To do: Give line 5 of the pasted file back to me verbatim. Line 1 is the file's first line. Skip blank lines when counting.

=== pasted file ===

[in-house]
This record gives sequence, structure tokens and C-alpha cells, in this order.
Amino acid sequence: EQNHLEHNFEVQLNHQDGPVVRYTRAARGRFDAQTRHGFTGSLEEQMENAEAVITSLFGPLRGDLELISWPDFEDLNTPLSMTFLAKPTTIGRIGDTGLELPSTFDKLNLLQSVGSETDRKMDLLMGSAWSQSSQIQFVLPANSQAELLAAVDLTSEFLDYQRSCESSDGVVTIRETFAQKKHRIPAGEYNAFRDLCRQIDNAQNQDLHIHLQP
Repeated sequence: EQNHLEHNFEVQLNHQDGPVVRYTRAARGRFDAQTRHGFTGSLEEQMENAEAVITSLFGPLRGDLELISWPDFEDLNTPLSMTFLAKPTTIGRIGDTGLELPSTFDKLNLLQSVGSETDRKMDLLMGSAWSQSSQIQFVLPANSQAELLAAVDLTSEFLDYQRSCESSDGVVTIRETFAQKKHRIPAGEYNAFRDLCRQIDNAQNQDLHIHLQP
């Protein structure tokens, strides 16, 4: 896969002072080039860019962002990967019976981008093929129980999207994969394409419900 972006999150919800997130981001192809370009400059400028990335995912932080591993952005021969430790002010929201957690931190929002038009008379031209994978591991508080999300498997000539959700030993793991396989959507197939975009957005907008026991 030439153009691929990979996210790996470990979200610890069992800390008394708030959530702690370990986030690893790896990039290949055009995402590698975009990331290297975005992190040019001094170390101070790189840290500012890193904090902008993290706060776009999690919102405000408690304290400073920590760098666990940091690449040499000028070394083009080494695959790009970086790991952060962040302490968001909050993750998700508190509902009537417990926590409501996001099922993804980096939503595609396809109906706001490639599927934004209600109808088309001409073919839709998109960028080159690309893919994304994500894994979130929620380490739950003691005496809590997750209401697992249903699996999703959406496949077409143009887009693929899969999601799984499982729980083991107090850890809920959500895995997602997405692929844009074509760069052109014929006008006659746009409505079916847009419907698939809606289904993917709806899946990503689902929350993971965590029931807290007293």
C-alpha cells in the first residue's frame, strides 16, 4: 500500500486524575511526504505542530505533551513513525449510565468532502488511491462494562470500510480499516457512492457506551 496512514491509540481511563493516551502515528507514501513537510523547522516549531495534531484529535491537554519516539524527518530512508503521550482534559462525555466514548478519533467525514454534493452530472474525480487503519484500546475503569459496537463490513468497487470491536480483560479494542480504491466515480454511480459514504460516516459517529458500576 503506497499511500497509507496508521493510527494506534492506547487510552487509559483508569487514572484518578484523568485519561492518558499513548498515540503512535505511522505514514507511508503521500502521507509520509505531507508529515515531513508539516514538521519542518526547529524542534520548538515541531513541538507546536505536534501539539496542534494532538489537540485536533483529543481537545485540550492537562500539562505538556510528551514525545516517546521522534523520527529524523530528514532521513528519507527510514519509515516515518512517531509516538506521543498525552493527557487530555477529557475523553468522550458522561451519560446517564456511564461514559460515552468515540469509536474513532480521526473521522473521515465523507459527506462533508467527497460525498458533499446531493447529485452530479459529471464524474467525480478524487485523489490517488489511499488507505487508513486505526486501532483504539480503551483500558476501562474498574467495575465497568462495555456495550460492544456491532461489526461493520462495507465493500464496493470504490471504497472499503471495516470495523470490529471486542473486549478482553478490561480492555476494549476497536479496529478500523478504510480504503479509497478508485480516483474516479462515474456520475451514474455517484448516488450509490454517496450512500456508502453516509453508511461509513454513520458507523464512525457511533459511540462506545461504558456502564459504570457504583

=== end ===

């Protein structure tokens, strides 16, 4: 896969002072080039860019962002990967019976981008093929129980999207994969394409419900 972006999150919800997130981001192809370009400059400028990335995912932080591993952005021969430790002010929201957690931190929002038009008379031209994978591991508080999300498997000539959700030993793991396989959507197939975009957005907008026991 030439153009691929990979996210790996470990979200610890069992800390008394708030959530702690370990986030690893790896990039290949055009995402590698975009990331290297975005992190040019001094170390101070790189840290500012890193904090902008993290706060776009999690919102405000408690304290400073920590760098666990940091690449040499000028070394083009080494695959790009970086790991952060962040302490968001909050993750998700508190509902009537417990926590409501996001099922993804980096939503595609396809109906706001490639599927934004209600109808088309001409073919839709998109960028080159690309893919994304994500894994979130929620380490739950003691005496809590997750209401697992249903699996999703959406496949077409143009887009693929899969999601799984499982729980083991107090850890809920959500895995997602997405692929844009074509760069052109014929006008006659746009409505079916847009419907698939809606289904993917709806899946990503689902929350993971965590029931807290007293």